Mountains and mole hills here...
The problem is it is an obvious anti-consumer practice that they rolled out after years of doing it properly due to an amazing lack of competition. It increases temps by 10-20C and limits clocks. Why is that ok? I can tell you why it's not ok - but maybe we should we get a few more years of quad cores while we are at it, too see how long the "suck it up and deal with it" mentality can last.

We are not animals. We demand solder.
Posted on Reply
#8
Vya Domus
EarthDog said:
Clearly "SUCKS" is more negative than "not as good"...

... did I seriously need to explain that?
And do we seriously need to gripe on such details ? Just like that thing about terms such TIM/solder/thermal paste posted above.

I feel like we've reached a point where no one has anything relevant to say anymore and we've come down to the most basic and feeble arguments and points.
Posted on Reply
#9
wrathchild_67
cadaveca said:
You are right for sure, but I don't care. There is something to be said about being accurate in the words you use if you want to be taken seriously.
There is also something to be said about dismissing critics by faulting them for grammar or pedantic details. I used TIM to describe thermal paste, it doesn't diminish my argument whatsoever.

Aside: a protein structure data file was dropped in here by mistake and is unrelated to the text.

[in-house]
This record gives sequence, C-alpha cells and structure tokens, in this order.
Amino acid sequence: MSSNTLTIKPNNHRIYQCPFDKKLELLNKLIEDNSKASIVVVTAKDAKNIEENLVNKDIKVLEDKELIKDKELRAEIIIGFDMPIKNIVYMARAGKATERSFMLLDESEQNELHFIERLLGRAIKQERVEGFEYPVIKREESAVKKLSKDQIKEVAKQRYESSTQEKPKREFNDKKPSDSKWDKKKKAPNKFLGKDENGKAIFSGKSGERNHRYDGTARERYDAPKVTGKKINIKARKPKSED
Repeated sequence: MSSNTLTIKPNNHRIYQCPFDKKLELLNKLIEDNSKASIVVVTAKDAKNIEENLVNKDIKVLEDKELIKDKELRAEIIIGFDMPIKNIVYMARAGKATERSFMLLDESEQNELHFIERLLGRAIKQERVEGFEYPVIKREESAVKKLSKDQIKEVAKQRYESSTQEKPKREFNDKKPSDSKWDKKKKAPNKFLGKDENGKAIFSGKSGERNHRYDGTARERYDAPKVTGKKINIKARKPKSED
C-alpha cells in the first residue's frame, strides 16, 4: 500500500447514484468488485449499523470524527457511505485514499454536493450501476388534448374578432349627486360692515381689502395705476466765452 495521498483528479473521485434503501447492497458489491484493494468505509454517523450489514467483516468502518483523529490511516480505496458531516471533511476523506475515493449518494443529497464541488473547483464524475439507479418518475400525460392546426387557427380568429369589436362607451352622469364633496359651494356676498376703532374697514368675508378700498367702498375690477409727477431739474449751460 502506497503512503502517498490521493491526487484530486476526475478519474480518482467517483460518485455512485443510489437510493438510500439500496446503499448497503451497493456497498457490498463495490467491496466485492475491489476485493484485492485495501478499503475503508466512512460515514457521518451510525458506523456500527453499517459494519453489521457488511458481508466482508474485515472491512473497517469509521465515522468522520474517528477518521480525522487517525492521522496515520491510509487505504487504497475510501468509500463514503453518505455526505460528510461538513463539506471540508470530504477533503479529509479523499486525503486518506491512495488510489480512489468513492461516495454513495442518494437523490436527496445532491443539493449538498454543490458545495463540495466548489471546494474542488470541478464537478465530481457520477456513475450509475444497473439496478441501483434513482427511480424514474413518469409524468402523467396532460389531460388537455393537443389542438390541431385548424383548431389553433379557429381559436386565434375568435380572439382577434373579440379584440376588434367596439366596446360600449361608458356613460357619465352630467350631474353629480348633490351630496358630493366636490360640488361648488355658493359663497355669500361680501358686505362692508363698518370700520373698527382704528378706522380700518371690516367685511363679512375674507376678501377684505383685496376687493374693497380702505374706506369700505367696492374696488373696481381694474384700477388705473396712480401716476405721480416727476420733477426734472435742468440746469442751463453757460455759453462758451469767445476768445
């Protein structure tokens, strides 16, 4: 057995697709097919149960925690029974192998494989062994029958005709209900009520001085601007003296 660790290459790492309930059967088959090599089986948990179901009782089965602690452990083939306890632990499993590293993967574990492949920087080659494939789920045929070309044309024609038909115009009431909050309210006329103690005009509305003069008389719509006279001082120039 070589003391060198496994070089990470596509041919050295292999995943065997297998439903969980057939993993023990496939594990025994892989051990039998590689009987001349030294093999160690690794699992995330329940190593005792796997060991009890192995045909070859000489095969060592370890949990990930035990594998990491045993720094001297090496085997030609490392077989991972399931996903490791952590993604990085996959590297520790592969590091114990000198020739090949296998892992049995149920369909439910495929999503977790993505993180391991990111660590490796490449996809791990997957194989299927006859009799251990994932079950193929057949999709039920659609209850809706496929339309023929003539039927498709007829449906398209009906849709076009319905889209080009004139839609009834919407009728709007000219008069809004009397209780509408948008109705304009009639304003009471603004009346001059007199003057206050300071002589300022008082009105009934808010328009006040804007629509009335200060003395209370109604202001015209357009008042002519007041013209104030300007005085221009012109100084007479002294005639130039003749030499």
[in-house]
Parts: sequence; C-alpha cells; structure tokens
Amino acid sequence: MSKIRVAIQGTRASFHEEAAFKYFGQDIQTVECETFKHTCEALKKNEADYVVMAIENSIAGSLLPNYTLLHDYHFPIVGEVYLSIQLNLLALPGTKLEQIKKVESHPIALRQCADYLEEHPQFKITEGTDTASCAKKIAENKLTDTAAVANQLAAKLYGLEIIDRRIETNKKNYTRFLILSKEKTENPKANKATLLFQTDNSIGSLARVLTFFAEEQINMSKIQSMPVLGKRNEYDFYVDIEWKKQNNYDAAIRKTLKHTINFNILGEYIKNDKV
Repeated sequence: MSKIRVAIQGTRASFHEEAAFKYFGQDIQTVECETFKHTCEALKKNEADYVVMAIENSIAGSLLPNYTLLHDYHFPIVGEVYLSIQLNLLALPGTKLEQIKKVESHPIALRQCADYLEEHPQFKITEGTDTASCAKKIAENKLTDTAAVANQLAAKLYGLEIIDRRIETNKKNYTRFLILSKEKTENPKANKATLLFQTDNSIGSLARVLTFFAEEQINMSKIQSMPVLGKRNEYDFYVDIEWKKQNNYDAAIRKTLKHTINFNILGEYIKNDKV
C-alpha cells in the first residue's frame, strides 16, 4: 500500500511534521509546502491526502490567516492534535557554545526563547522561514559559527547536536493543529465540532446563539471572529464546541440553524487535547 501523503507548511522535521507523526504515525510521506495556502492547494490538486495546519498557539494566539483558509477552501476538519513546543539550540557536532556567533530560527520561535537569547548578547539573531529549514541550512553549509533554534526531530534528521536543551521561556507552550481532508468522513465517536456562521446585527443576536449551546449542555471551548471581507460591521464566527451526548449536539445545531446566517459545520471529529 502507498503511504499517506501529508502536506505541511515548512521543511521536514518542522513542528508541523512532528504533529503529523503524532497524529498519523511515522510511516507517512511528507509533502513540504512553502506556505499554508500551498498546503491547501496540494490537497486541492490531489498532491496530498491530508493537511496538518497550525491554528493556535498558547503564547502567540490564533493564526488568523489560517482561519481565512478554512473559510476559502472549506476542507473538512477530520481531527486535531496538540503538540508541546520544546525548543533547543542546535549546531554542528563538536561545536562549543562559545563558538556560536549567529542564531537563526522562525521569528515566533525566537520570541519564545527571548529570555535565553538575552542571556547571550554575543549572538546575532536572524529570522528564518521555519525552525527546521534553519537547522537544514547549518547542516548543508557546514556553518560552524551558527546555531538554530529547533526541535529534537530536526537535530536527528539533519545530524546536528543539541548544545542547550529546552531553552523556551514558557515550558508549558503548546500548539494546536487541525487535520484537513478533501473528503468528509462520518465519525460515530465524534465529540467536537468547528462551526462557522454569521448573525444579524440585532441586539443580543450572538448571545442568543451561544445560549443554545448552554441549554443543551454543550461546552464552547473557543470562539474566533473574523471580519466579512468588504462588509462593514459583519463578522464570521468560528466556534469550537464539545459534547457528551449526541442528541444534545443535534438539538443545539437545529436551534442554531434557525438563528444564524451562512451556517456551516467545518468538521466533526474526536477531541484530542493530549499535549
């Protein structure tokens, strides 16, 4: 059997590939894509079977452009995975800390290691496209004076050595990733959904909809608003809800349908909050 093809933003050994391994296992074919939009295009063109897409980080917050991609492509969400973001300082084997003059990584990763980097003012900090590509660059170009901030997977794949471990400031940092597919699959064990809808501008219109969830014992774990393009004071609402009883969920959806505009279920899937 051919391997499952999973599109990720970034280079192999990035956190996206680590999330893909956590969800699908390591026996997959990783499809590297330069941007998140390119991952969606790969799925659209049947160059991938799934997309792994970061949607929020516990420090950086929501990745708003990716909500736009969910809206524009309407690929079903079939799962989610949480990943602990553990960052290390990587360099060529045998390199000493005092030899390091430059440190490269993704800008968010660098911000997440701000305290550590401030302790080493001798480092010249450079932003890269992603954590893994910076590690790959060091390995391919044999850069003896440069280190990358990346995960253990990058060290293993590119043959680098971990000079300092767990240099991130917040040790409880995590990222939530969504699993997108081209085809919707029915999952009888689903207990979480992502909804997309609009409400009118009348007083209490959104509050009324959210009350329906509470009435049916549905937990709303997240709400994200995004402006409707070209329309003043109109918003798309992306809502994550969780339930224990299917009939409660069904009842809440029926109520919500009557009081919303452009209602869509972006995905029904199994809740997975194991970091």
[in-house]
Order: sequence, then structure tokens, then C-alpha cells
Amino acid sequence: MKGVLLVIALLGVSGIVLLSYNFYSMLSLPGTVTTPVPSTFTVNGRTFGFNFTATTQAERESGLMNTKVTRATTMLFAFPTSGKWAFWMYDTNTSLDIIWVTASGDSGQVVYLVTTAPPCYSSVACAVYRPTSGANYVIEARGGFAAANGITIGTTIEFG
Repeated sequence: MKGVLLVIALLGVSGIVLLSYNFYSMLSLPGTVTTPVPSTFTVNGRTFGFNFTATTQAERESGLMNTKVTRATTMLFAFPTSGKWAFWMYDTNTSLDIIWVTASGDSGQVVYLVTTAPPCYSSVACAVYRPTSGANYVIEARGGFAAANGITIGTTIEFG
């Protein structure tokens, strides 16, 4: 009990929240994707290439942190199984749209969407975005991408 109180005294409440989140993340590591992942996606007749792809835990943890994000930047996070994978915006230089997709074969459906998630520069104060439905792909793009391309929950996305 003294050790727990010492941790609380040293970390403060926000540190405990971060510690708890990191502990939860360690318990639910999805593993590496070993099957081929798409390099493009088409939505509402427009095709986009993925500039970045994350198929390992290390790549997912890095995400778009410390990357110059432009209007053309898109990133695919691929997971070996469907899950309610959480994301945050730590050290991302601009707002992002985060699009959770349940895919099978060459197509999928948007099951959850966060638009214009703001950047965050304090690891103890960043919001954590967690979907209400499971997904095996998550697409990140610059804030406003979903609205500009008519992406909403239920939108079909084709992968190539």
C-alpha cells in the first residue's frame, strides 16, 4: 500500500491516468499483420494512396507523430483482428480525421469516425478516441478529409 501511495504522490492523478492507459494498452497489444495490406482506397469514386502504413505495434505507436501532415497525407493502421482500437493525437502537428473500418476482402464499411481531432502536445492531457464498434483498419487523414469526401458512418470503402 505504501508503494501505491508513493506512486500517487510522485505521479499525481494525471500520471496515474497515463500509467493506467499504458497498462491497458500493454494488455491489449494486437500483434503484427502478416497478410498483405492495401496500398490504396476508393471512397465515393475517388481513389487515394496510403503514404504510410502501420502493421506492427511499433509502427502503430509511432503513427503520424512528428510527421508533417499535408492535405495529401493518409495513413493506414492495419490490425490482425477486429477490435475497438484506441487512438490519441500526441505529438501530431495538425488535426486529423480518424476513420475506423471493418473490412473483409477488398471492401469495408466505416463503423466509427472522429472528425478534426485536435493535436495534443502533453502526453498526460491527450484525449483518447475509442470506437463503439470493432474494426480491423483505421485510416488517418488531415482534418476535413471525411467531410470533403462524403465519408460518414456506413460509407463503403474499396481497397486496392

Posted on Reply
#10
EarthDog
Vya Domus said:
I feel like we've reached a point where no one has anything relevant to say anymore and we've come down to the most basic and feeble arguments and points.
I agree..

If people can stop being overdramatic about it, perhaps it wouldn't warrant a response and the inevitable digression into the TPU abyss. The real problem is its being skewered and shat on as if it did "SUCK". People like me have to Hoover out a more tempered, and accurate response..... and then get labeled as the 'bad guy' for "griping" about those details...

There's a 'lot of ya' that need a people's elbow to the dome to snap out of it. :p :laugh: :D :lovetpu:
Posted on Reply
#11
cadaveca
My name is Dave
wrathchild_67 said:
There is also something to be said about dismissing critics by faulting them for grammar or pedantic details. I used TIM to describe thermal paste, it doesn't diminish my argument whatsoever.
Sure, but complaining about something that isn't real problem is also rather pedantic, so I respond with like comments. But unlike your use of that word "pedantic", I refer to being finicky. I'm not the one trying to be Goldilocks.